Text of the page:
Fri Oct 16, 2009
It's been over a year since my last recipe post, and what do I go and do for the first post returning this blog to form, toss out the grill and take to the fryer! Don't worry, barbecue and grilling is on the menu, but I recently let you Meatwavers decide what you would like to see at the Meatwave, and a side of fried pickles was unanimously choosen, with one loyal reader asking to see the process. In the interest of giving the people what they want, I proudly present to you the fried pickle.
Admittedly, I'm a newbie to fried pickles and only found a true love for them after spending time at The Best in the West: Nugget Rib Cook-off in Sparks, Nevada, where my gracious host Amy Mills from 17th St Bar & Grill let me in on their pickle frying process. Intrigued and wowed by the sheer deliciousness of them, I knew they had be made in my kitchen as soon as possible.
The first step to pickle nirvana was finding the right pickle. The amount of choices of pickles at the grocery made my head spin, and so I focused on only the dill chips, and picked up a few bottles of different brands. My favorite of them ended up being this jar from Mt. Olive, which may partly be because I really dig the design of their labels, so much more class than the Vlasic bird.
Next came the batter. Thanks to being a member of a CSA, I've become well versed in making fried green tomatoes, and it seemed like the batter for those would translate perfectly for pickles. It's a dry mix of about 2 parts flour to 1 part cornmeal with some paprika and cayenne pepper added in.
The pickles were drained and put directly into the batter, with the pickle brine providing enough moisture to hold a good layer of batter on. Then into a dutch oven filled with 350 degree peanut oil to brown, which only took about 2 minutes.
Transferring the pickles to a rack to cool was the most dangerous part, because from here I couldn't stop myself from popping one after another, causing a slight burn on my tongue and lessening the amount of fried pickles that made it out of the kitchen for others to enjoy. It was too hard to resist though, they were so insanely delicious; slightly sour with a crisp, grainy crust that was just the perfect compliment. The really were like crack, as one Meatwaver warned me.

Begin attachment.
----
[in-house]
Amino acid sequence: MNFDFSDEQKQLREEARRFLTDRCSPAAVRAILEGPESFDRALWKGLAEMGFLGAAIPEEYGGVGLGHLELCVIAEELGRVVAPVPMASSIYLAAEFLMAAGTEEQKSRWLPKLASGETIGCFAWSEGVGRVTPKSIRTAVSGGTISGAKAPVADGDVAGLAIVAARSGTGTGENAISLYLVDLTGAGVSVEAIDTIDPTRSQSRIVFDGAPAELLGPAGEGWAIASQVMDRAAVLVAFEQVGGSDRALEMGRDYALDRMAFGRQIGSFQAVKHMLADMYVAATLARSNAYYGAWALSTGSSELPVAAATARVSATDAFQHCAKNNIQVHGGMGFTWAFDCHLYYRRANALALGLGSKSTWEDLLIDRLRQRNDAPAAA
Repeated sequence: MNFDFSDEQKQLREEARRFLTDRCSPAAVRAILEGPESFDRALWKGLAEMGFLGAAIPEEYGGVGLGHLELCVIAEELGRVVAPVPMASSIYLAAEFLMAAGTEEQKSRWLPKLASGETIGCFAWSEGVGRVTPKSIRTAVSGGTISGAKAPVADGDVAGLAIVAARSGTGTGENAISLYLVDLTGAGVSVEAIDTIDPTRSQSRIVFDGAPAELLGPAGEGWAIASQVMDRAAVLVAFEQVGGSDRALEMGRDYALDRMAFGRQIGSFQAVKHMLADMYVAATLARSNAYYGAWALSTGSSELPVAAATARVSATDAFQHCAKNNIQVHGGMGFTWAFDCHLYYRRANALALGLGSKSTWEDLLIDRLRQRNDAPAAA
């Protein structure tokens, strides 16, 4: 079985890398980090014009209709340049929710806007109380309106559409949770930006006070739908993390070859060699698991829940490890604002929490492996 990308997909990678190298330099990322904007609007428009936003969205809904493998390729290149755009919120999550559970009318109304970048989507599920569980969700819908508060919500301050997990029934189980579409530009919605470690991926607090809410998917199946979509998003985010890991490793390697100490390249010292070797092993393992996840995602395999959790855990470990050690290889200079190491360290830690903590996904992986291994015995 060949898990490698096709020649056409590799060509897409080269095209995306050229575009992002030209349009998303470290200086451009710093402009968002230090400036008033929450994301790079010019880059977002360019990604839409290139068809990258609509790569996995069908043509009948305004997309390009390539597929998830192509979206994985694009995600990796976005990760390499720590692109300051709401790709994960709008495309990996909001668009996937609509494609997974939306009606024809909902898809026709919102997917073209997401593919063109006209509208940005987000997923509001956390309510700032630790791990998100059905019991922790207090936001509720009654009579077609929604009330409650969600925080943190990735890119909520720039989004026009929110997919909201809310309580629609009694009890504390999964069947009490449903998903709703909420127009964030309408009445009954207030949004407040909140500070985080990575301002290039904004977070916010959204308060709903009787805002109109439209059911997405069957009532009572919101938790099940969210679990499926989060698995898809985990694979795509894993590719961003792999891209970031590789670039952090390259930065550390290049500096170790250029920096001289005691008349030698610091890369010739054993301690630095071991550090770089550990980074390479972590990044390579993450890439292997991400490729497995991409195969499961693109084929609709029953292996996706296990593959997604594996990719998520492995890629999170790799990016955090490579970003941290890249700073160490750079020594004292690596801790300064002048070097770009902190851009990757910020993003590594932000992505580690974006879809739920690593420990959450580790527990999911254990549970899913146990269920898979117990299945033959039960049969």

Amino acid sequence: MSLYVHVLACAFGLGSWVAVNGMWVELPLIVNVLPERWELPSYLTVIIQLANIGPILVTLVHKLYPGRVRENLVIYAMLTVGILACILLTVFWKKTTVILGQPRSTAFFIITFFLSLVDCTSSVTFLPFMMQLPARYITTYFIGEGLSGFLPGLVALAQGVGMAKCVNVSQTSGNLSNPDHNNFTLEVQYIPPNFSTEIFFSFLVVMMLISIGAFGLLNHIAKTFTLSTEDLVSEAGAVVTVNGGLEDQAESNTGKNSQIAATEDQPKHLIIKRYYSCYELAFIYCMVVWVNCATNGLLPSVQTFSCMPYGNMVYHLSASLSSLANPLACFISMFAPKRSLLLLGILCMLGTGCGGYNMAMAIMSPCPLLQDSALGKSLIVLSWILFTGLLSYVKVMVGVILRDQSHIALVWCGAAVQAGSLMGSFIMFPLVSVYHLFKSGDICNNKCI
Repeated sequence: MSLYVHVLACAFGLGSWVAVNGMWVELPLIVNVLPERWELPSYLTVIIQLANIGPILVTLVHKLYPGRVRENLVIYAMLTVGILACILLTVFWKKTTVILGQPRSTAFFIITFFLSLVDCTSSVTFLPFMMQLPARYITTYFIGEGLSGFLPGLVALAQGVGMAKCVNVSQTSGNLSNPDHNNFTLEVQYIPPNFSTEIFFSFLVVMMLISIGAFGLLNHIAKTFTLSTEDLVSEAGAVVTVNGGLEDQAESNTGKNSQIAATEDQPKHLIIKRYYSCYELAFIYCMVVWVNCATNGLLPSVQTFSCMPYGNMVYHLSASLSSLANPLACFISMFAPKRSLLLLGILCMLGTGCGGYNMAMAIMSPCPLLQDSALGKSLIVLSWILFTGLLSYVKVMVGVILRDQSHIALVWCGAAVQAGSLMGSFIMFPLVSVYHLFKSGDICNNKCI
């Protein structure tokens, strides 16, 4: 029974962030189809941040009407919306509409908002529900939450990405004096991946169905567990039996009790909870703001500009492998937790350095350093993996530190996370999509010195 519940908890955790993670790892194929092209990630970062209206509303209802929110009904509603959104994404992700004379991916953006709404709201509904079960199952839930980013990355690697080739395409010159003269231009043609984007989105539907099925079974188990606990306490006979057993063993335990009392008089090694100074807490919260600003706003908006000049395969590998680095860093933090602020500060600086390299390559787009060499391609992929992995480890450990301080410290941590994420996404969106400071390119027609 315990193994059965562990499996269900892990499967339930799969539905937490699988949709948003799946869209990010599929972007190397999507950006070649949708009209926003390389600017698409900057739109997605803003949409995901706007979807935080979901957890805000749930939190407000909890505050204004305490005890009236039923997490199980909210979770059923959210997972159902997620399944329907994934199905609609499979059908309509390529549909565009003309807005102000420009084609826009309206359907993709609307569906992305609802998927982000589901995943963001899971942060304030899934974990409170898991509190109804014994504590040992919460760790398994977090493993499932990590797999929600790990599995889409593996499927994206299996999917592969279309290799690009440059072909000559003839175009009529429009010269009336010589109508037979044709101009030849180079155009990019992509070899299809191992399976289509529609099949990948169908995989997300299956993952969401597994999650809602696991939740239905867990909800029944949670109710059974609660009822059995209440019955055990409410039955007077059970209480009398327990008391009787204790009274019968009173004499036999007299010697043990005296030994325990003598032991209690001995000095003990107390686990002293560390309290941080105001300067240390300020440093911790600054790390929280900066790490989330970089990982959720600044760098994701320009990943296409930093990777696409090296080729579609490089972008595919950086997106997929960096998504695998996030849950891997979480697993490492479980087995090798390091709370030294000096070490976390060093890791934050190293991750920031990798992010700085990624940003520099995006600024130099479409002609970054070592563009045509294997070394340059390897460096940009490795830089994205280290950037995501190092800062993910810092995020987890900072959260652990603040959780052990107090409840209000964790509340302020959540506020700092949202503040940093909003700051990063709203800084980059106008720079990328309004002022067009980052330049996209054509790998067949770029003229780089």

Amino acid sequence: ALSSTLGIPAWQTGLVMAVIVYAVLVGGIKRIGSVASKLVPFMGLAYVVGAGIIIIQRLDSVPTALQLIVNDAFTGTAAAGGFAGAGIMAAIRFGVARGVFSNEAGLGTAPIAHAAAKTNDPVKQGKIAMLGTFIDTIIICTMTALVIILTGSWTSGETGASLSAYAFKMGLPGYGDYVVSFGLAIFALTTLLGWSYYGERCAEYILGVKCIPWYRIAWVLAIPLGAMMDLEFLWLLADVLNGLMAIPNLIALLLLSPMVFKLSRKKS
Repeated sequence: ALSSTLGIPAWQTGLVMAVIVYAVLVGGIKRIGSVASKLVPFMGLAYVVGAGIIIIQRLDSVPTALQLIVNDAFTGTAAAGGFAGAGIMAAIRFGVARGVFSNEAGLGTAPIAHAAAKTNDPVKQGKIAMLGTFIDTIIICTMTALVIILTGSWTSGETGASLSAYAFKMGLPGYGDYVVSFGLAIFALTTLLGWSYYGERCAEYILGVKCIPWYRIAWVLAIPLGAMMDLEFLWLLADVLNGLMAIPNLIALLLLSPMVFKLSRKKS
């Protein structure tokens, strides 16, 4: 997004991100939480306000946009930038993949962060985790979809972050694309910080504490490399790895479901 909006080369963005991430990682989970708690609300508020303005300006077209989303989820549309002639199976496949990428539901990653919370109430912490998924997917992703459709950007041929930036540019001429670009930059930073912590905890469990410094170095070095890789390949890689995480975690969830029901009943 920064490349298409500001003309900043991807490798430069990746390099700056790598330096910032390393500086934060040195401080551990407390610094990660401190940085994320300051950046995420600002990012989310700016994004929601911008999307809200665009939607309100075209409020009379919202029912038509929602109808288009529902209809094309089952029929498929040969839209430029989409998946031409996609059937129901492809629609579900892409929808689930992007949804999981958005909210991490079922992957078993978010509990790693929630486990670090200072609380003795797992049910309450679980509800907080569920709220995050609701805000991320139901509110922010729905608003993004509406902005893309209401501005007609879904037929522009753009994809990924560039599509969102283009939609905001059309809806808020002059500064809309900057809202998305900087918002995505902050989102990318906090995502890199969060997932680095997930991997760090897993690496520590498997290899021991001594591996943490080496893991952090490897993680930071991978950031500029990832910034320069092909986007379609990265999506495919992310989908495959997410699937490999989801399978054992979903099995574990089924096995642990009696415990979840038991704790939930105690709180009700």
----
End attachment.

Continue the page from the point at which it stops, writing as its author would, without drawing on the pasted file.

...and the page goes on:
What did make it to the table went fast, which is good, because these are best hot. I served them with two choices of dipping sauce: ranch out of the bottle and a homemade remoulade. Both dippers were well received, and there was a clear division of preference (Trouble in paradise: I side with the remoulade, while the wife swears by the ranch).
I should let Meatwavers decide the menus of all future Meatwaves, because they sure knew what they were doing when voting for these. One of the best sides to cross our plates, they're sure to become a staple from now on, which may just open the Meatwave to further explorations in world of frying. Are you all prepared that?
1 cup of all-purpose flour
1/2 cup ground cornmeal
1 tablespoon paprika
1/2 teaspoon cayenne pepper
1 bottle of dill pickle chips
Peanut oil for frying
1.Whisk together flour, cornmeal, paprika, and cayenne in a large bowl and set aside.
2. Fill a large dutch oven with about 2 inches of oil and heat over medium-high heat until the oil reached 350 degrees.
3. Strain liquid from pickles in a fine mesh strainer or colander. Place the pickles in the flour/cornmeal mixture and toss to coat evenly. Remove the pickles from the mixture, shaking off excess batter, and place in the hot oil. Fry until golden brown, about 2 minutes. Remove the pickles from the oil to a paper towel lined plate or a wire rack set above a paper towel lined baking sheet. Let cool for 30-60 seconds, then serve immediately with ranch dressing and/or a remoulade.